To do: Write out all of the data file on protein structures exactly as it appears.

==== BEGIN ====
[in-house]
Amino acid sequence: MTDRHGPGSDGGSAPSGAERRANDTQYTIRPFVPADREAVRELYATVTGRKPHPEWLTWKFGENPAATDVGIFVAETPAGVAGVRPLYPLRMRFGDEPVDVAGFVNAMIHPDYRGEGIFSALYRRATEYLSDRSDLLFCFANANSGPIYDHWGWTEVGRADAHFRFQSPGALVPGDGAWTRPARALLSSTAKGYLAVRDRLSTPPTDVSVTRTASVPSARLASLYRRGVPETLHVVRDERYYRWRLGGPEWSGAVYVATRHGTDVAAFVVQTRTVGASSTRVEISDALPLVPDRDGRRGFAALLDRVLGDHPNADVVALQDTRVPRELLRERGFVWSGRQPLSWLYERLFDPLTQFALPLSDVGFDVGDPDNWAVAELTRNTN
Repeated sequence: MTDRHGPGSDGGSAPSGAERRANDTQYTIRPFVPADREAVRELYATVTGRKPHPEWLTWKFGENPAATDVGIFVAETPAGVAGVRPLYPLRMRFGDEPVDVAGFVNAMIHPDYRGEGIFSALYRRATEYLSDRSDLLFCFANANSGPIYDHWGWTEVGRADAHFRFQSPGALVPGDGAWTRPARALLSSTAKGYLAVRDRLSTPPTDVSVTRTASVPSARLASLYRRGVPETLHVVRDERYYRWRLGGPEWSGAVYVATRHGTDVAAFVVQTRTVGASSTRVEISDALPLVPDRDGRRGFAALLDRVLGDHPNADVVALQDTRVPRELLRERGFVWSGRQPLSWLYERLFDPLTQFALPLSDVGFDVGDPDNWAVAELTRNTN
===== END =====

[in-house]
Amino acid sequence: MTDRHGPGSDGGSAPSGAERRANDTQYTIRPFVPADREAVRELYATVTGRKPHPEWLTWKFGENPAATDVGIFVAETPAGVAGVRPLYPLRMRFGDEPVDVAGFVNAMIHPDYRGEGIFSALYRRATEYLSDRSDLLFCFANANSGPIYDHWGWTEVGRADAHFRFQSPGALVPGDGAWTRPARALLSSTAKGYLAVRDRLSTPPTDVSVTRTASVPSARLASLYRRGVPETLHVVRDERYYRWRLGGPEWSGAVYVATRHGTDVAAFVVQTRTVGASSTRVEISDALPLVPDRDGRRGFAALLDRVLGDHPNADVVALQDTRVPRELLRERGFVWSGRQPLSWLYERLFDPLTQFALPLSDVGFDVGDPDNWAVAELTRNTN
Repeated sequence: MTDRHGPGSDGGSAPSGAERRANDTQYTIRPFVPADREAVRELYATVTGRKPHPEWLTWKFGENPAATDVGIFVAETPAGVAGVRPLYPLRMRFGDEPVDVAGFVNAMIHPDYRGEGIFSALYRRATEYLSDRSDLLFCFANANSGPIYDHWGWTEVGRADAHFRFQSPGALVPGDGAWTRPARALLSSTAKGYLAVRDRLSTPPTDVSVTRTASVPSARLASLYRRGVPETLHVVRDERYYRWRLGGPEWSGAVYVATRHGTDVAAFVVQTRTVGASSTRVEISDALPLVPDRDGRRGFAALLDRVLGDHPNADVVALQDTRVPRELLRERGFVWSGRQPLSWLYERLFDPLTQFALPLSDVGFDVGDPDNWAVAELTRNTN